Among the molecular markers, simple sequence repeats (SSR) microsatellites are commonly used for genetic diversity analyses due to their high level of polymorphism, repeatability and low cost. SSRs are abundant and their chromosomal assignments have been established, thus, the corn genome can be uniformly sampled and analyzed.


Polymorphic SSR markers can distinguish the allelic profiles of resistant lines over susceptible lines to particular pests and diseases. With knowledge about the allelic profiles of resistant/tolerant corn, molecular screening criteria can be used to sort out various crop lines as to resistance. It can be expected that high heterosis in yield and its components could be obtained from crosses among those lines belonging to different heterotic groups.


In the Project Year 2’s Activity 1, a total of 20 SSR markers were used to screen the inter-population diversity among 26 native corn populations. These populations were chosen based on a Project Year 1 constructed dendrogram (a tree diagram used to represent data where each group or “node” links to two or more successor groups based on similarity of traits eventually creating a viewable clustering) that assessed the genetic diversity among native corn populations using SSR DNA markers.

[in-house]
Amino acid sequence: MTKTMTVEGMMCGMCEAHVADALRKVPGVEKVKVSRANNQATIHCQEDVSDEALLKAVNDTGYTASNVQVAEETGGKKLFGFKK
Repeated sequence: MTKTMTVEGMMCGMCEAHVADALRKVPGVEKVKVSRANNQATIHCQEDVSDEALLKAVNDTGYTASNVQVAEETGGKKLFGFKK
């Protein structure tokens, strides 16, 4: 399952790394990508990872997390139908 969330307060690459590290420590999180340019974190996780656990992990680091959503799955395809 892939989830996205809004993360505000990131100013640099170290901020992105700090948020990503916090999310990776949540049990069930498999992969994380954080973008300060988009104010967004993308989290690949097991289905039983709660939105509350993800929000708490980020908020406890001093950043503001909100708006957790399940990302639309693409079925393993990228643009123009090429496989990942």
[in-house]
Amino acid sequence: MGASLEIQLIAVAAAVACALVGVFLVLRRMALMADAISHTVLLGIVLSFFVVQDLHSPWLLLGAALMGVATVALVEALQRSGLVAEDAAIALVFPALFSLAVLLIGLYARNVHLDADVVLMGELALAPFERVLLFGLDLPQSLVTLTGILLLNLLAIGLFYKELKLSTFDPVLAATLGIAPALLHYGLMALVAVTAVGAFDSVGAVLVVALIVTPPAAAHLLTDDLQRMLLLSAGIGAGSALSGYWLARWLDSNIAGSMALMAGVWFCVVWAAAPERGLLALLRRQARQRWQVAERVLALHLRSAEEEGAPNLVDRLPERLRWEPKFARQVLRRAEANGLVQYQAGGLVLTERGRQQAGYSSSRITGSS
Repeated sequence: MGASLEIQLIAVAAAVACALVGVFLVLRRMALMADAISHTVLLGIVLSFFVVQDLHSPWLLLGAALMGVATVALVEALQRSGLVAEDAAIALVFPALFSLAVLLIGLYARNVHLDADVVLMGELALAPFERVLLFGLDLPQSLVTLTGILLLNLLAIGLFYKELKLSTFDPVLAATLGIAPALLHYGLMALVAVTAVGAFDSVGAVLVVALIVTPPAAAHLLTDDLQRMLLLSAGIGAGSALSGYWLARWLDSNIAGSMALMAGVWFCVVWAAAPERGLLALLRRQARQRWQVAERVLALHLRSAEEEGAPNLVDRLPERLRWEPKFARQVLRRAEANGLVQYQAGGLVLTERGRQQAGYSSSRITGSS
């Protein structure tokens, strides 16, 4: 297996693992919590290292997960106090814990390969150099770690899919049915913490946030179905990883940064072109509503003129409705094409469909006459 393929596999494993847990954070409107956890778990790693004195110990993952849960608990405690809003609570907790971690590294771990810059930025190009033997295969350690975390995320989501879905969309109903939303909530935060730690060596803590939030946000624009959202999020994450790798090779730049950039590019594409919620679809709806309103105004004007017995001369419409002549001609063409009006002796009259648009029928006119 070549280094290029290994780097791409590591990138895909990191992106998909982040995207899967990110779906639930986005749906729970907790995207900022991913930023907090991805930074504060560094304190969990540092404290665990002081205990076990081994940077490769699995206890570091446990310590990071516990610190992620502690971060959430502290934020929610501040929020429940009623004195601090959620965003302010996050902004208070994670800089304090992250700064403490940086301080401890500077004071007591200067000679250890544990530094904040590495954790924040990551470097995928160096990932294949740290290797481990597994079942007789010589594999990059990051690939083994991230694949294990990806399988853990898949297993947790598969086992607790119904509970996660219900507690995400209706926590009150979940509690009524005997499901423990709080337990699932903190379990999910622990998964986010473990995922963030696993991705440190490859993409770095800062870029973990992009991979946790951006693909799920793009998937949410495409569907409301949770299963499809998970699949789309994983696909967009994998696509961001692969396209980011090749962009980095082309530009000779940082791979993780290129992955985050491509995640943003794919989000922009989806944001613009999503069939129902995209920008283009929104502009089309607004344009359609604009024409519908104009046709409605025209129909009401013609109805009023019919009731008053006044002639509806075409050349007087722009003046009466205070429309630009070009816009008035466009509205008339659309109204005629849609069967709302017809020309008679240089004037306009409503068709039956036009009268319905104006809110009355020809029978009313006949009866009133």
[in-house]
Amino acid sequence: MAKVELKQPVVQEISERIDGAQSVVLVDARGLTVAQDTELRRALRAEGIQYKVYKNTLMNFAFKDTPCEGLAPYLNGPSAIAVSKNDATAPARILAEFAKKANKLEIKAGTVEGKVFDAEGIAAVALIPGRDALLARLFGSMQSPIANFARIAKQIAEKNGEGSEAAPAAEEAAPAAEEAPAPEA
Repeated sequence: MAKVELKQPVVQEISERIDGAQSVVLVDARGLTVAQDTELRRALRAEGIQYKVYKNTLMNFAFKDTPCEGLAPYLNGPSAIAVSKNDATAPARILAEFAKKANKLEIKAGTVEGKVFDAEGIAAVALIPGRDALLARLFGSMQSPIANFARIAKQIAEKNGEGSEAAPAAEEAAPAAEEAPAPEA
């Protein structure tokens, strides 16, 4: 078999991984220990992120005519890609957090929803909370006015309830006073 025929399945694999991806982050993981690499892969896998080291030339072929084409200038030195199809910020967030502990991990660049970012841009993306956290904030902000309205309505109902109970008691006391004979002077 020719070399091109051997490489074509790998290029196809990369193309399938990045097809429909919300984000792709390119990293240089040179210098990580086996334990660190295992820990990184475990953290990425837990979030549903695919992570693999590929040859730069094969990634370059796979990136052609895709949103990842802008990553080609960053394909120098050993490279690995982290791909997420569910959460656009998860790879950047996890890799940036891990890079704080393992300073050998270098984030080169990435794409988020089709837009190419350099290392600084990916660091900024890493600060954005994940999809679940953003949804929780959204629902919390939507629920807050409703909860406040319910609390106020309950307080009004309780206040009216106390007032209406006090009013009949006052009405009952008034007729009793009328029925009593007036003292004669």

A new dendrogram was created using 20 representative populations with five (5) samples each utilizing 12 SSR markers. The dendrogram showed high diversity within a population. From this, the researchers infer that the samples within a population are very diverse owing to corn’s open pollinated nature.


For Activity 2, allelic diversity between susceptible and resistant populations on downy mildew infection and corn borer infestation were studied. Unique alleles were found to be associated with either downy mildew-resistant or susceptible populations with the use of an SSR marker.


As for corn borer resistance and susceptibility, populations that exhibited high susceptibility showed a more complex banding pattern and a monomorphic pattern. Also, more alleles were observed compared to the populations that are highly resistant to the pest. The populations that exhibit high resistance to corn borer infestation tended to exhibit a more polymorphic pattern.  


The researchers conclude that the results indicate the reliability of the information provided by the dendrogram from Project Year 1 and can be the basis for breeders to devise better breeding programs and choose populations which are distant from one another to create better breeds or varieties. The SSRs used were also found to be informative markers that revealed genetic variation among the inbred lines studied and that SSR markers tightly linked and associated with pest and disease resistance can be utilized to screen populations at the DNA level.


The knowledge generated about diversity and relationships among Philippine native corn populations, through the use of SSRs in the search for resistance to corn borer infestation and downy mildew infection, will lessen the time and cost it will take to conduct breeding efforts for native corn. ### [VictorianoB. Guiam]




For more information:

Ms. Alma O. Canama

University Researcher and Project Leader

Institute of Plant Breeding

University of the Philippines Los Baños

Tel: (49) 557-3568